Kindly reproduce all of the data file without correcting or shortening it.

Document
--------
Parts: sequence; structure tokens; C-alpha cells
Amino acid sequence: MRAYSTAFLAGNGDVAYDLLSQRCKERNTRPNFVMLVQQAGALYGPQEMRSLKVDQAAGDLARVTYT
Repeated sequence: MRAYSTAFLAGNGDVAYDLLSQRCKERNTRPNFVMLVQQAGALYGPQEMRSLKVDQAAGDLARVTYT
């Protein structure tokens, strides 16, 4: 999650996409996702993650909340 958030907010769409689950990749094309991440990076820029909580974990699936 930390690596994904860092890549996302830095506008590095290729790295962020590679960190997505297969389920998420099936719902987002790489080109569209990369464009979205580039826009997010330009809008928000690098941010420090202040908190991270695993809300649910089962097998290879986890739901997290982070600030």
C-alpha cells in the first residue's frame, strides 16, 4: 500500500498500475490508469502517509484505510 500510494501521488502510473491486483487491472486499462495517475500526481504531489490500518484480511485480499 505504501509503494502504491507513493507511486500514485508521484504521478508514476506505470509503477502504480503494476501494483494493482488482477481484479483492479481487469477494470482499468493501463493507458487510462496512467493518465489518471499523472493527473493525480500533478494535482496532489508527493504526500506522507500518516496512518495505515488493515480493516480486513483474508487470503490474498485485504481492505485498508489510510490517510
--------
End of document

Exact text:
Parts: sequence; structure tokens; C-alpha cells
Amino acid sequence: MRAYSTAFLAGNGDVAYDLLSQRCKERNTRPNFVMLVQQAGALYGPQEMRSLKVDQAAGDLARVTYT
Repeated sequence: MRAYSTAFLAGNGDVAYDLLSQRCKERNTRPNFVMLVQQAGALYGPQEMRSLKVDQAAGDLARVTYT
């Protein structure tokens, strides 16, 4: 999650996409996702993650909340 958030907010769409689950990749094309991440990076820029909580974990699936 930390690596994904860092890549996302830095506008590095290729790295962020590679960190997505297969389920998420099936719902987002790489080109569209990369464009979205580039826009997010330009809008928000690098941010420090202040908190991270695993809300649910089962097998290879986890739901997290982070600030």
C-alpha cells in the first residue's frame, strides 16, 4: 500500500498500475490508469502517509484505510 500510494501521488502510473491486483487491472486499462495517475500526481504531489490500518484480511485480499 505504501509503494502504491507513493507511486500514485508521484504521478508514476506505470509503477502504480503494476501494483494493482488482477481484479483492479481487469477494470482499468493501463493507458487510462496512467493518465489518471499523472493527473493525480500533478494535482496532489508527493504526500506522507500518516496512518495505515488493515480493516480486513483474508487470503490474498485485504481492505485498508489510510490517510